Diversity

The Department of Psychology is committed to recruiting, supporting and training a diverse community of graduate and undergraduate students and providing an environment that welcomes all regardless of race, gender, ethnicity, sexual orientation, nationality, or religion.

Graduate students in the psychology department have access to fellowships from the Kenneth P. Dietrich School of Arts and Science Graduate Studies designed to enhance the diversity of the University of Pittsburgh's graduate student population.  Graduate students and faculty in the department of psychology actively mentor students from racial/ethnic minority backgrounds as part of the Hot Metal Bridge Program.  Each year the Hot Metal Bridge Program provides a two-semester post-baccalaureate fellowship programs for underrepresented students to help bridge the gap between an undergraduate degree and a graduate training program.  The program helps talented students prepare themselves for a program of doctoral studies in psychology or related disciplines.  The department provides mentorship for a cohort of 3 – 4 Hot Metal Bridge Fellows each year.  

The Psychology Department is home to an active Diversity Committee that was established to increase inclusivity, representation, and sensitivity within the department and in the broader research community. Two goals guide their initiatives and activities: 

 

  1. The Committee intends to support research addressing diversity in a substantial way. Diversity is intentionally defined broadly and includes economic, cultural, ethnic, racial, and sexual minorities, non-US citizens, non-traditional students, and individuals with disabilities. Much of the existing psychological research base has prioritized specific subpopulations of individuals, often White, highly educated US citizens, at the expense of other groups, resulting in an unrepresentative body of literature. We aim to support research that addresses this imbalance and explains psychological phenomena among underrepresented groups by financially supporting research projects and providing researchers with opportunities to showcase their findings. 
  2. The Committee aims to support researchers who identify as members of underrepresented groups in the academic community at Pitt through various methods ranging from providing resources and support to undergraduates who may be interested in careers in psychology to emphasizing the need to diversity in hiring practices at the faculty level.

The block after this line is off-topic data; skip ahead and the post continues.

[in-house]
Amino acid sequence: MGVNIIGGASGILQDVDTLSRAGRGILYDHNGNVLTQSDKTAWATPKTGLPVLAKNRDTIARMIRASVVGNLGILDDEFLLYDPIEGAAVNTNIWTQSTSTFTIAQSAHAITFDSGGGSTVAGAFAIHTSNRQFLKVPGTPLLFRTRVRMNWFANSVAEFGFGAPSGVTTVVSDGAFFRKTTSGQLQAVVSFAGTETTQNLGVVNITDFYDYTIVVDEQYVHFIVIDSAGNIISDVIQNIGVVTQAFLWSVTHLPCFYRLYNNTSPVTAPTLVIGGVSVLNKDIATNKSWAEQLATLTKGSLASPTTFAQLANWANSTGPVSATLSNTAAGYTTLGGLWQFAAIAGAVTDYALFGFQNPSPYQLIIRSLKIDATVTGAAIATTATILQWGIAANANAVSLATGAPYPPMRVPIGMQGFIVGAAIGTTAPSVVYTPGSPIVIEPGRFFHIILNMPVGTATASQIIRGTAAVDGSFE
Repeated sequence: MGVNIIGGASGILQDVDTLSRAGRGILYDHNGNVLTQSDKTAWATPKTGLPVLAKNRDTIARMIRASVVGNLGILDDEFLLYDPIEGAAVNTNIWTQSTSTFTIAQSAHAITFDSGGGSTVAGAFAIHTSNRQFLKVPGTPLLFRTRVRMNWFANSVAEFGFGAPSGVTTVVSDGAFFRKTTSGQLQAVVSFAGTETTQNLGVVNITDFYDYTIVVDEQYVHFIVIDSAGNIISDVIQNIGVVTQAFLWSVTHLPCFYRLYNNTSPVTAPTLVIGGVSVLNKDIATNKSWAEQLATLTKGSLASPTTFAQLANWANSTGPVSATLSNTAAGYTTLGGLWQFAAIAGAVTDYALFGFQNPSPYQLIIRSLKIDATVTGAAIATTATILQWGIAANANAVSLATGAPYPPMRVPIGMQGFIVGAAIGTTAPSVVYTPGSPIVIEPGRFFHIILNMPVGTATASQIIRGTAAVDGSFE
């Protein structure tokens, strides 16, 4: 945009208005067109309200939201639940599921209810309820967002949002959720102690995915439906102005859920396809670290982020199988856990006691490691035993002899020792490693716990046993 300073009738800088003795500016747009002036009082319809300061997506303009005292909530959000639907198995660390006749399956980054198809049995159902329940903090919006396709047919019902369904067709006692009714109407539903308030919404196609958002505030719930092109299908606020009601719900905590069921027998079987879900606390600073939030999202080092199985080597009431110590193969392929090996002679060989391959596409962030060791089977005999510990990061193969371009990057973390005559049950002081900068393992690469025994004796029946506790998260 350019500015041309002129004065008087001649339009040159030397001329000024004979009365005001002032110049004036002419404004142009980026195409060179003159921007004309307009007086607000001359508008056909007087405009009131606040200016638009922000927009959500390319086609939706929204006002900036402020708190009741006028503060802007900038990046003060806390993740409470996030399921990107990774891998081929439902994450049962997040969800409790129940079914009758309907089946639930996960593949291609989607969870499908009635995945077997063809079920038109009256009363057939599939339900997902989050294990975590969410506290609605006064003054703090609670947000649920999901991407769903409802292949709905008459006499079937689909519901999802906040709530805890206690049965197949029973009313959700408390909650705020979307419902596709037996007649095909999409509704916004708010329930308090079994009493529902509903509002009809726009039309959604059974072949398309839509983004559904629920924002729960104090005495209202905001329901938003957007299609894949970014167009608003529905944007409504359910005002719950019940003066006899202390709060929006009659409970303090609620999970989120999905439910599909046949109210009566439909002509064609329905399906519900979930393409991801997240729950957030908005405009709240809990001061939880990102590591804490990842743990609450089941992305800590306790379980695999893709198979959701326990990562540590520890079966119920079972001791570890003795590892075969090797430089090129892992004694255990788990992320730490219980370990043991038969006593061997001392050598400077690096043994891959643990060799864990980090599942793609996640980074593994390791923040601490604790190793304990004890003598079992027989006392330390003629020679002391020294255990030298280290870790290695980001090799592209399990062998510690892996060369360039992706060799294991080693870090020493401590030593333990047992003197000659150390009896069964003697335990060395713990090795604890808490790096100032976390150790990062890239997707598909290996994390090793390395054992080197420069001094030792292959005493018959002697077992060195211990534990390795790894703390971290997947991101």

The Diversity Committee is active on many fronts.

Members of the committee contribute to the cultural competency of graduate student clinical training via workshops and lectures, including the Diversity Lectures provided to clinical program students in the Ethics and Professional Issues Course.

The Diversity Committee also provides fellowships to undergraduate and graduate students from underrepresented groups regardless of their area of research, and to students whose research concerns mind, behavior or well-being of individuals from underrepresented groups.  Each year the committee also hosts a speaker as part of the department’s colloquia series. Previous colloquium speakers have included Dr. Nao Hagiwara speaking about intergroup bias and racial disparities in healthcare and health status and Dr. Catherine Tamis-LeMonda speaking about her research on the quality of mothers’ and fathers’ interactions with children from diverse economic and ethnic backgrounds..  This winter Dr. Mesmin Destin will give a talk that addresses how social psychological interventions with diverse youth influence cognition and motivation as well as every day choices and educational success.

The Diversity Committee recently started PsychDRIVE, which is a new initiative that seeks to support undergraduates from groups that are typically underrepresented in psychology, including students who are first generation college students and students from underrepresented racial/ethnic minority groups. This fall PsychDRIVE hosted a Lab Meet and Greet to familiarize underrepresented students with research opportunities that are available in the department of psychology.

The Diversity Committee is an inclusive organization and therefore anyone is welcome to become involved. All interested parties are encouraged to attend committee meetings or to send suggestions and ideas for new initiatives.

May we also suggest:

The Graduate and Professional Opportunities for Diverse Students Brochure (PDF)

Hot Metal Bridge Program

Year of Diversity 

Office of Diversity & Inclusion

The Office of International Services

Arts & Sciences Graduate Studies Office